How to Land on the Moon

It was the swinging 60s and against all odds the US succeeded. It was a fantastic achievement, and even now, looking back it seems incredible. The key was that while the target was a stretch, it was do-able. Also, President Kennedy didn't confuse things with a pile of other challenges.

This episode is full of lessons for business strategy. In business we need to set realistic targets too, they motivate us and they force us to focus on the things that really matter.

For targets to succeed they need to be pursued consistently over time. That means they must be really well thought through before they are set. Bad targets, or ones that get changed frequently, are of no value at all. The macho style of management that sets an unrealistic agenda and then pushes people beyond breaking point is also plain bad management. The real benefits accrue when targets are important, realistic and clear and are then pursued in a single-minded way.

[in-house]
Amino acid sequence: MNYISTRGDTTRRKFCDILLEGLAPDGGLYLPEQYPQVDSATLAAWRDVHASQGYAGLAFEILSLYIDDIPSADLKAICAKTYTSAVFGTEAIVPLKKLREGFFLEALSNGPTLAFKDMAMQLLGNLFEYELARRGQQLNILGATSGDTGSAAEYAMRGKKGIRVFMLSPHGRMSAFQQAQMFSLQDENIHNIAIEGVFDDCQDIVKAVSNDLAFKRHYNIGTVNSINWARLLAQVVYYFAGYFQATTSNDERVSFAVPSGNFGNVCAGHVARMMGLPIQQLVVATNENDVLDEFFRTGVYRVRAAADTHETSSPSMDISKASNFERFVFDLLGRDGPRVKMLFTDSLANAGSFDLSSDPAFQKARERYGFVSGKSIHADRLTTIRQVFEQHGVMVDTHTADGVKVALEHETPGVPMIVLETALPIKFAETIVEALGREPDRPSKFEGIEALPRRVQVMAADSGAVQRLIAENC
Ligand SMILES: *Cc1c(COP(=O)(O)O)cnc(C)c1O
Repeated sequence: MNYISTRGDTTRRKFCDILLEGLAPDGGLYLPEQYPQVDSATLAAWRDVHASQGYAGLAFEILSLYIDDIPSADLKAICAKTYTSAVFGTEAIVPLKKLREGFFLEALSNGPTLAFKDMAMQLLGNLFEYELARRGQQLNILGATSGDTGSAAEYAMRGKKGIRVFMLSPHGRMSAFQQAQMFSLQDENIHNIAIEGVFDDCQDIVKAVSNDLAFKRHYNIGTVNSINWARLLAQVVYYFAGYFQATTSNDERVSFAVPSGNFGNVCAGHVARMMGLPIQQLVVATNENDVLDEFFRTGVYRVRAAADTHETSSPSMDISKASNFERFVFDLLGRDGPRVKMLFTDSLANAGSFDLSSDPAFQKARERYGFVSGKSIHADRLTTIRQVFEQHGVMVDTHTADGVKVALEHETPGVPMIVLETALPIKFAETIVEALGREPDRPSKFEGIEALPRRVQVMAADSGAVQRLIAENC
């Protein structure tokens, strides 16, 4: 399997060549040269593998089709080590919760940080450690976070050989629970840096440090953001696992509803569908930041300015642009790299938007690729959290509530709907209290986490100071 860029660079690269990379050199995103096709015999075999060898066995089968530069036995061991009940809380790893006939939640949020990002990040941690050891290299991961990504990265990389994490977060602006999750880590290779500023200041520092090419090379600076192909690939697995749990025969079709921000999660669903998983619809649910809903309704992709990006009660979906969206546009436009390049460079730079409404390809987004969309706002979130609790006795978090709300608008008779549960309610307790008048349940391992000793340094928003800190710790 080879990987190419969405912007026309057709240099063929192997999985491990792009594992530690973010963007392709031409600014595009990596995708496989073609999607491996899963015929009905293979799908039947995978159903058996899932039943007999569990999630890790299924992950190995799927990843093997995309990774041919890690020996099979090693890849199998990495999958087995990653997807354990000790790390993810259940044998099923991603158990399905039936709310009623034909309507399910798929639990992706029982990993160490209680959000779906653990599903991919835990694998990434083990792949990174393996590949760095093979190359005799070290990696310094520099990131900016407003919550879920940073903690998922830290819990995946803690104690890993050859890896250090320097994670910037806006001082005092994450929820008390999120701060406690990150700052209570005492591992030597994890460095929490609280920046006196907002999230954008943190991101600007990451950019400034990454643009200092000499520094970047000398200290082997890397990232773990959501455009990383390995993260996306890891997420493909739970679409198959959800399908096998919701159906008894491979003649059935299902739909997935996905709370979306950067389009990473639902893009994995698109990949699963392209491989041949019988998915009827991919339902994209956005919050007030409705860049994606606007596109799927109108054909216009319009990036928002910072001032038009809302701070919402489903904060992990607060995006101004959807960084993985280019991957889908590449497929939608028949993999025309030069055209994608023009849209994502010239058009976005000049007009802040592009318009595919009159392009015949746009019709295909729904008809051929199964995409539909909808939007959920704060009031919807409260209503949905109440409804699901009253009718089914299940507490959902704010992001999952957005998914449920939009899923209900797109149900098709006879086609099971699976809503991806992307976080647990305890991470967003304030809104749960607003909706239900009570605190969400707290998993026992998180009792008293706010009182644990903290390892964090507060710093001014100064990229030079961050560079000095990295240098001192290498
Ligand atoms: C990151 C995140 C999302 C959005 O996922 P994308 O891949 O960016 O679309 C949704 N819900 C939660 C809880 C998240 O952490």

An example of a good target might be to "increase our repeat business as a proportion of sales to 40% by the end of next year". This target is measurable and is set within a clear time scale.

Once a target is set, a plan must be created to enable it to be met. Then the whole company needs to be aligned around the target and the plan. The best way to achieve this is to involve a wide range of people in the original target setting and planning exercise.

Unlike the Moon shot, it's not rocket science. It reminds me of the saying "blessed is he that aims for nothing, for he always hits his target!"

Are we all aiming to land on the Moon? Probably not. But having a realistic goal is the first step in achieving business success. It's well worth some deep consideration.

Written by Chris Barling, Sellerdeck. Originally published on The Start Up Donut.

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